As every musical genre blossoming in the 80s, techno music is no exception to the afro-american cultural heritage influence: the Belleville Three, a trio of high school friends composed of Juan Atkins, Kevin Saunderson and Derrick May. From a little suburb in the Detroit area, they shaped forever what today is commonly referred as techno music.
In the mid 80s, America was still divided in two by racial inequalities: big cities were already providing welfare such as well-paid jobs for Afro-American citizens, but socially, as described by Kevin Saunderson himself, it was “pretty racial at the time”.
“Y’all could count the number of black children in Belleville High School on one hand without even using it all” said Derrick May in an interview for RedBull. This, together with passion for music, brought together the three people who will eventually become the godfathers of Techno music: even if Berlin is accounted as the unofficial Techno’s capital city, the real roots of the sound as we know it today are buried into the ground of a little town 30 miles away from Detroit, Michigan. The racial discrimination they were forced to face in this little suburb gelled them together: they spent endless hours listening to music together, working on their sounds.
Through trial and error, they shaped their sounds following the post-industrial mood that was deeply connected to the industrial manufacturing nature of the city of Detroit itself: this, together with inspiration from both icons such as Prince and more niche artists as Kraftwerk. “Prince was a role-model for all of us: everyone wanted to be like him” Juan Atkins said when asked about artists he looked up to “but we never wanted to emulate, we felt inspired by it, but we wanted to do our thing”. This can be considered as a crucial turning point in the development of the industry, or better, it could be seen as the real starting point of our beloved techno music. Fun fact: Derrick May in an interview described the birth of their unique sound as “complete mistake...like George Clinton and Kraftwerk caught in an elevator, with only a sequencer to keep them company”. Nowadays, when we think about the electronic music world, we often underestimate the influence the black music, which is more easily associated with other musical genres such as Hip-Hop. Well, think again: The Belleville Three, through collaboration with other Afro-American excellences such as DJ Charles “ The Electrifying Mojo” Johnson, Ron Hardy and the late Frankie “The Godfather of House Music” Knuckles, paved the way for the sounds that made people dance for decades: when looking at the collective legacy and heritage of electronic music as a whole, it is essential the work of these torchbearers of Afro-American excellence in outlining the countless subgenres that stemmed from their productions.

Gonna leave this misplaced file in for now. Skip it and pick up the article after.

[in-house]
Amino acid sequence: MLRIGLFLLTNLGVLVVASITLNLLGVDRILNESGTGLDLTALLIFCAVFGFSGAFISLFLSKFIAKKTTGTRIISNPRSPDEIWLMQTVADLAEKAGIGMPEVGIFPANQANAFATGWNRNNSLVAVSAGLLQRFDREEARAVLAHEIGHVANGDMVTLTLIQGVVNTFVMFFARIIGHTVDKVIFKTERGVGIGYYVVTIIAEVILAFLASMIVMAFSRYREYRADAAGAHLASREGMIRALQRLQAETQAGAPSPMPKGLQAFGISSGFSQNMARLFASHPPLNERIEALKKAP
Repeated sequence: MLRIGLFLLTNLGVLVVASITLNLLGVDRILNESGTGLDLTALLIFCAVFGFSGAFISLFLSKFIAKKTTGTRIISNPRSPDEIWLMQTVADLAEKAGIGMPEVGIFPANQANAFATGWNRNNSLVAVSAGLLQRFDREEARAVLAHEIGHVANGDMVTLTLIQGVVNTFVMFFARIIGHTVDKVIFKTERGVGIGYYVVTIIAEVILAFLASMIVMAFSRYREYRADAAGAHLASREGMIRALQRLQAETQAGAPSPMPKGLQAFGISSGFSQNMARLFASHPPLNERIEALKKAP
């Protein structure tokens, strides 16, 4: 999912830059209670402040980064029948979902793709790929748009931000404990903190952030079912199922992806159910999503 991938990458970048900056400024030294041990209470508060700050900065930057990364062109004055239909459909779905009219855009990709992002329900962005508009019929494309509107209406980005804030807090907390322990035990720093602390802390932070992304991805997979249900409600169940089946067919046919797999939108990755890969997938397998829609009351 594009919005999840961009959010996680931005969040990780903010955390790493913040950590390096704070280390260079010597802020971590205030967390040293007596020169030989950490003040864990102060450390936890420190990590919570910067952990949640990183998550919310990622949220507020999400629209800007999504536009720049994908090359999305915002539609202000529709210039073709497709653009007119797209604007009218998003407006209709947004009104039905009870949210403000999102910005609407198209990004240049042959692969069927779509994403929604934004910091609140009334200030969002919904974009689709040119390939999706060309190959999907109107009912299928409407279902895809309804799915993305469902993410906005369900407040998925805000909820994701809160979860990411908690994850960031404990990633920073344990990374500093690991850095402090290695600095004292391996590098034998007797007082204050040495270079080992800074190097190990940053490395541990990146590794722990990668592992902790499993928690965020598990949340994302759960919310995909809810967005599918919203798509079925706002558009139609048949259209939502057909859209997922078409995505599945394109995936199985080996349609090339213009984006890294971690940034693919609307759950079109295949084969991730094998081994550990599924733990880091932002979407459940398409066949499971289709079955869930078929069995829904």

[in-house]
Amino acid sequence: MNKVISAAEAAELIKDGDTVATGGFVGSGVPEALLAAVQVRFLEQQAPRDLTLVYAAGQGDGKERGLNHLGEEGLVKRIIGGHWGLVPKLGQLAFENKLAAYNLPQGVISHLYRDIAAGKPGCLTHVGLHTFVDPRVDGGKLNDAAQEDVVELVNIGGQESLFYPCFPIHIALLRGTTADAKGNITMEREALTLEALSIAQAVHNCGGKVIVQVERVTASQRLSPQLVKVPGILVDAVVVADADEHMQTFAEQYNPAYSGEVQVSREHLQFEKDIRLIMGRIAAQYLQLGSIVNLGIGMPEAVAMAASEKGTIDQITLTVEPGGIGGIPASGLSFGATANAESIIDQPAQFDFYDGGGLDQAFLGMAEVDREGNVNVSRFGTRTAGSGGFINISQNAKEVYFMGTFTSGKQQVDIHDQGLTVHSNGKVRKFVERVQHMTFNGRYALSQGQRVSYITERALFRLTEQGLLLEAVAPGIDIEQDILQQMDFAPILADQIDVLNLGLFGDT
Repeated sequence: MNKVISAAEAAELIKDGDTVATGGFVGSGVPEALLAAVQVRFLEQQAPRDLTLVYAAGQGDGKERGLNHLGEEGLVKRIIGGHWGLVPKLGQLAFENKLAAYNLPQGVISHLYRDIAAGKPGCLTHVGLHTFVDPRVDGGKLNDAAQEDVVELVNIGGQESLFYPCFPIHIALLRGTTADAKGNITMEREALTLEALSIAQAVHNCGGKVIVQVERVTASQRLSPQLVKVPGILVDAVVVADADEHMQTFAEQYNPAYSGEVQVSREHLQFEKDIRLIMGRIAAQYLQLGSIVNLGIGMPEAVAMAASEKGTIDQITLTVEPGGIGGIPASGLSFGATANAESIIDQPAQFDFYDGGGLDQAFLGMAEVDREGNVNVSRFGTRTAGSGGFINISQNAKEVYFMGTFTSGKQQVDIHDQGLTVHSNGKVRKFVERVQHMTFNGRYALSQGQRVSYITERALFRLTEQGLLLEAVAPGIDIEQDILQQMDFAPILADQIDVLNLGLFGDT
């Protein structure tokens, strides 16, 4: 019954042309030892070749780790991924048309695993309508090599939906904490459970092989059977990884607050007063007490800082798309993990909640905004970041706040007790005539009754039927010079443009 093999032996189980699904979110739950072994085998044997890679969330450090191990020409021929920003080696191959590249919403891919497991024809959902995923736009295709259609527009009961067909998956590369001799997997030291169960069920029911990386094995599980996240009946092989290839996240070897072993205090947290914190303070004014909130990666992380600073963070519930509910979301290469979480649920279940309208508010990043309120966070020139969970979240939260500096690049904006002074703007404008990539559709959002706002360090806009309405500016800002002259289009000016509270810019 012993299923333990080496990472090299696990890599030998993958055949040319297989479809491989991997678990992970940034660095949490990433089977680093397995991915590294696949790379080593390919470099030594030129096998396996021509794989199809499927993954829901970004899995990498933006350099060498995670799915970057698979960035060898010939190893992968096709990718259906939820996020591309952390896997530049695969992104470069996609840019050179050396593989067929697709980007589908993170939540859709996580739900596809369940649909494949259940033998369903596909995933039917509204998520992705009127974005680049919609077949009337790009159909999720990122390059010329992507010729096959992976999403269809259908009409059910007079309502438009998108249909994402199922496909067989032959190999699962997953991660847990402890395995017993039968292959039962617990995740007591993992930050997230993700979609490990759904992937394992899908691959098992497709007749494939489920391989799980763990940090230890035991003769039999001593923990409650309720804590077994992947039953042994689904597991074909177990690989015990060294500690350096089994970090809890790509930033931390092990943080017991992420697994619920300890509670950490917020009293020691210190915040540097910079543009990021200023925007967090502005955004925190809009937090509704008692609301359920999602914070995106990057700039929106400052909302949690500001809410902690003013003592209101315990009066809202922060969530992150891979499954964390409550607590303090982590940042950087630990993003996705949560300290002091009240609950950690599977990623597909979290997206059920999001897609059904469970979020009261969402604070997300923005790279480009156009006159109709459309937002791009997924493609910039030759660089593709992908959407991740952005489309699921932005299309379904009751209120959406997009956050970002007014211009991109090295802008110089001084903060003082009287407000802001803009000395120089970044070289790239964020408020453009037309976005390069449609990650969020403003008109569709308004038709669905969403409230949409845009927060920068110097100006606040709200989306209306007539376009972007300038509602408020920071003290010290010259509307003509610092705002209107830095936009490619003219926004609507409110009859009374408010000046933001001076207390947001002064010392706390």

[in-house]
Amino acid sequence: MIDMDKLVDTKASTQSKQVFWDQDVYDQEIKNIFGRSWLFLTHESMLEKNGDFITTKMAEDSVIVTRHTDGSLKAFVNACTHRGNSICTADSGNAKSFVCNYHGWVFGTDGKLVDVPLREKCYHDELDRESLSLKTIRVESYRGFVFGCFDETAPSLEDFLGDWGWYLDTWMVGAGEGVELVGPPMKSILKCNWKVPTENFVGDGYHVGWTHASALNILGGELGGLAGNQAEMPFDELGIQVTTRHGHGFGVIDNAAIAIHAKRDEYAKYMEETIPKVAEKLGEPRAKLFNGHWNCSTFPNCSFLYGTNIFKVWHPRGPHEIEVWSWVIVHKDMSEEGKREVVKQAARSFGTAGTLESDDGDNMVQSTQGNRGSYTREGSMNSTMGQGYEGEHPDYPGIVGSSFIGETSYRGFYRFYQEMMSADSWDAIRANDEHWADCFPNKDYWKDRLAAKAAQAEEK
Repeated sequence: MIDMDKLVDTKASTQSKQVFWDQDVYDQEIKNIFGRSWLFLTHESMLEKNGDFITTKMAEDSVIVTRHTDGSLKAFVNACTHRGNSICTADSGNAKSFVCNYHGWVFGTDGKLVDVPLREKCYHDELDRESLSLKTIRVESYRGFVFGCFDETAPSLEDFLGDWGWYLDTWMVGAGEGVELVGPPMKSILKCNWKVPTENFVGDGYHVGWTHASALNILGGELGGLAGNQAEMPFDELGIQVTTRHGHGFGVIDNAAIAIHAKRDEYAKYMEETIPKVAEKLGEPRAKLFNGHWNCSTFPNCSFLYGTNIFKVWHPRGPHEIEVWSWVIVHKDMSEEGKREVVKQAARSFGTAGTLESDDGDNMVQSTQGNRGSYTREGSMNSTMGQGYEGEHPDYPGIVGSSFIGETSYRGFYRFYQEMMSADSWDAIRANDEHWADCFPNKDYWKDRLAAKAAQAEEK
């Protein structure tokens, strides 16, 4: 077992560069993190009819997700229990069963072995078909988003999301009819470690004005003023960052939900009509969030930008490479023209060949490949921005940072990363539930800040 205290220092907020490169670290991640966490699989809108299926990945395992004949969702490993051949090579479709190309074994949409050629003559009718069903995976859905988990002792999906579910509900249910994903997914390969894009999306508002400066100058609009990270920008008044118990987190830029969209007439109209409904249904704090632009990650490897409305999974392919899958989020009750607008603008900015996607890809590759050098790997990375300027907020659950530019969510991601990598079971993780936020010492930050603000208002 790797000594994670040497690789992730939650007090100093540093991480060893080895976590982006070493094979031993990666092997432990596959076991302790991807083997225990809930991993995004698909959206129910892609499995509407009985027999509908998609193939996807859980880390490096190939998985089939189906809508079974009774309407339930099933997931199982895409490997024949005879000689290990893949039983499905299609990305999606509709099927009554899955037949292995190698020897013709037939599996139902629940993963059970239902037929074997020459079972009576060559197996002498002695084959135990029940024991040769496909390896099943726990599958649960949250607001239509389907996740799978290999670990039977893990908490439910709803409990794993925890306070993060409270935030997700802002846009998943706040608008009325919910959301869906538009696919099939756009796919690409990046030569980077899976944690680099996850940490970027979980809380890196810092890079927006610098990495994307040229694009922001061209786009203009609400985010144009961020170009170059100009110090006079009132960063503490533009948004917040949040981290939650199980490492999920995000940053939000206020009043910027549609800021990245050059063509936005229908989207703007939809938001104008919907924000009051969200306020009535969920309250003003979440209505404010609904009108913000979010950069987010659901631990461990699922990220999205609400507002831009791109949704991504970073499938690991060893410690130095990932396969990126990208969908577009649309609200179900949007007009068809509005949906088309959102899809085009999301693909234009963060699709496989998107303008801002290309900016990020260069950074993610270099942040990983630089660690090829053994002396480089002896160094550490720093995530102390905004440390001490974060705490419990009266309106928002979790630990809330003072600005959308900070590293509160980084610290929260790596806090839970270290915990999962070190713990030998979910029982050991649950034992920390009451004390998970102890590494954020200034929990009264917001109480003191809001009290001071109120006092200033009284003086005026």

Get a taste of the Belleville Three through this legendary mix: one hour and half of pure Detroit firepower!